Comics Time: Mome Vol. 21: Winter 2011

Mome Vol. 21: Winter 2011
Sergio Ponchione, The Partridge in the Pear Tree, Josh Simmons, Dash Shaw, Steven Weissman, Kurt Wolfgang, Sara Edward-Corbett, Nicolas Mahler, Tom Kaczynski,
Josh Simmons, Jon Adams, Nate Neal, T. Edward Bak, Michael Jada, Derek Van Gieson, Nick Thorburn, Lilli Carré, writers/artists
Eric Reynolds, editor
Fantagraphics, 2011
112 pages
$14.99
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It was the best of Momes, it was the worst of Momes. Alright, that’s not quite accurate, and not quite fair, either. But this unwittingly penultimate issue of Fantagraphics’ long-running alternative-comics anthology — page for page the longest-running such enterprise in American history! — is a hit-or-miss affair in the mighty Mome manner. In the miss column you can place Sergio Ponchione’s bombastic, cartoony fantasy about an imaginary childhood friend brought to life; there’s really not much more to it than that description would indicate. Ditto Kurt Wolfgang’s next “Nothing Eve” chapter, which continues to work the “people still act pretty much the same even though the end of the world is coming” buttons it’s been mashing since issue #1. T. Edward Bak’s “Wild Man” remains awkwardly paced due to its split-up narrative captions; Nicolas Mahler’s autobio strip remains of limited interest to people not Nicolas Mahler; Lilli Carré’s contribution is nicely colored in reds and blues but otherwise insubstantial.

A few contributions are both hit and miss at once. Sara Edward-Corbett’s near-wordless reverie involving inanimate objects romping around the outside of a house comes across more inscrutable than mysterious, but at the same time her crosshatching and linework are an absolute marvel, and she’s playing with forms (and with form) in a fashion reminiscent of John Hankiewicz, if not as successful. Steven Weissman’s deadpan “Barack Hussein Obama” strips fall flat when they merely parody the rhythms of four-panel gag comics, but spring to surreal and oddly scathing life when he injects a healthy dose of the sinister supernatural into them. I’ve never quite cottoned to the way Jon Adams’s razor-thin line and labored-over character renderings sit against the large white expanses of his pages, and his writing feels overwrought to me, but he does give his blackly humorous tale of a hunting expedition gone bad a laugh-out-loud visual punchline. And Nate Neal’s caveman morality play makes much better use of his meaty cartooning than his lukewarm slice-of-lifers do, though the conceit of gibberish dialogue from the cavepeople conceals more than it illuminates.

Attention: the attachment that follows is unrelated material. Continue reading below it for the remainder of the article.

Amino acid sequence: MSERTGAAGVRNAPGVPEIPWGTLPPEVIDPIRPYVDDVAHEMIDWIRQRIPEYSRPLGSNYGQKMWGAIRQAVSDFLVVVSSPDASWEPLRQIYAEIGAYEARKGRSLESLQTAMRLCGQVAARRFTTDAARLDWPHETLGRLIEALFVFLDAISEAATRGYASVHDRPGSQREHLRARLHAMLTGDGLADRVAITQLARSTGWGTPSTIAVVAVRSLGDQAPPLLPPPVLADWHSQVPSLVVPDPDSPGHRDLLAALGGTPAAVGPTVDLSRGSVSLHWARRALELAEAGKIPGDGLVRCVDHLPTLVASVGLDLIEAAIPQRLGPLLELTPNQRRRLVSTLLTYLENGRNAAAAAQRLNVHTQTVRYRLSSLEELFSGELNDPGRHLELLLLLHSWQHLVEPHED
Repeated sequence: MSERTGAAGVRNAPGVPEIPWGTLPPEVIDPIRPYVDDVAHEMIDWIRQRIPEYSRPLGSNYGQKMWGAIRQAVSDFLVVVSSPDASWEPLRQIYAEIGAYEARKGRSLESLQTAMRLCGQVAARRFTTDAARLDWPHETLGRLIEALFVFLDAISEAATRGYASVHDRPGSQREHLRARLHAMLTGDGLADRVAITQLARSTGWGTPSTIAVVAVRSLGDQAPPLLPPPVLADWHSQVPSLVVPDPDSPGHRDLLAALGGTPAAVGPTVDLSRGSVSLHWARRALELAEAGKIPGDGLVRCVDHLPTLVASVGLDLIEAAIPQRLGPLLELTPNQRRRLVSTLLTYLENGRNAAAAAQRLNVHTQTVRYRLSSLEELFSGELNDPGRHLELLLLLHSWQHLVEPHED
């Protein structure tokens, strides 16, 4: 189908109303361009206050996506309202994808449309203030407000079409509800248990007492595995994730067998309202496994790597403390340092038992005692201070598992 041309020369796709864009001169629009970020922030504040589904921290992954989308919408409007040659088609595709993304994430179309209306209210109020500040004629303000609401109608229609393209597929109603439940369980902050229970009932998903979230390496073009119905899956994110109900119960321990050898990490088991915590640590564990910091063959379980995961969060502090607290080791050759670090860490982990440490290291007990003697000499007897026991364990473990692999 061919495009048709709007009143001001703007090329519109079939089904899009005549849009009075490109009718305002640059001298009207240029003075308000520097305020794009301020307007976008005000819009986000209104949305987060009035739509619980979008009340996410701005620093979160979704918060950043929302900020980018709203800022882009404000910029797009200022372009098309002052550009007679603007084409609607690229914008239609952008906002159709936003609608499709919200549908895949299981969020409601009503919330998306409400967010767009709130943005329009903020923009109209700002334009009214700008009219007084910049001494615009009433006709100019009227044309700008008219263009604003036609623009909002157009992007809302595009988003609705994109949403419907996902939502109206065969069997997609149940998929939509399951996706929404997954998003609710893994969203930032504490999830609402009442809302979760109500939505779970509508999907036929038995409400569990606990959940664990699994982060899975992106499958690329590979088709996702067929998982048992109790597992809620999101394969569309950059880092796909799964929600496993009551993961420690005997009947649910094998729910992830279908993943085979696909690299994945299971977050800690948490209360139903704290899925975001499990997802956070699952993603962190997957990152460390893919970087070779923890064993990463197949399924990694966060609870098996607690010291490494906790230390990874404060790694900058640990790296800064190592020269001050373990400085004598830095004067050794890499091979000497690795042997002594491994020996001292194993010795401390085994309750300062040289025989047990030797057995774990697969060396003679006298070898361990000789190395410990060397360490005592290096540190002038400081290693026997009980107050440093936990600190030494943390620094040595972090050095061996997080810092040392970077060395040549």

So that leaves the hits, and they’re strong enough to make the book worth checking out. Dash Shaw continues his seemingly ongoing series of adaptations of “reality” programming, this time an excerpt from a making-of documentary about Jurassic Park; he has a really sharp and off-kilter eye for people observing and commenting on their own behavior for a camera, and his transition from talking heads to full documentary “footage” is a gleeful one. Nick Thorburn’s take on Benjamin Franklin, a first-person monologue in which Ben lets us in on a dirty little secret, is anachronistically absurd (“In Seventeen-Sumthin’-Er-Other, right before I invented electricity and just after I’d sired my illegitimate son, I received an e-mail from Lord Sandwich about comin’ to London to take part in this new secret society known as ‘The Hellfire Club.’”) and very funny, with a great undergroundy character design for Franklin himself. Derek Van Gieson’s murky World War II period piece continues to stun from page to page. Tom Kaczynski examines home ownership during terminal-stage capitalism as only he can, casting it as a catalyst for powerful erotic and apocalyptic impulses and proving himself once again to be one of the most stealthily sexy cartoonists working today. “Stealthy” isn’t a word I’d use for Josh Simmons, but he doesn’t need it: His weird psychedelic fantasia on racism “The White Rhinoceros” is as bold and bulldozing as the giant slugs who stampede across its pages, and the elliptically concluded short story “Mutant” ends with an image of an enraged creature in the form of a human female, her nude body shadowed but covered in glistening sweat, that may as well symbolize the workings of Simmons’s entire brain. You gotta take the rough to find the diamonds.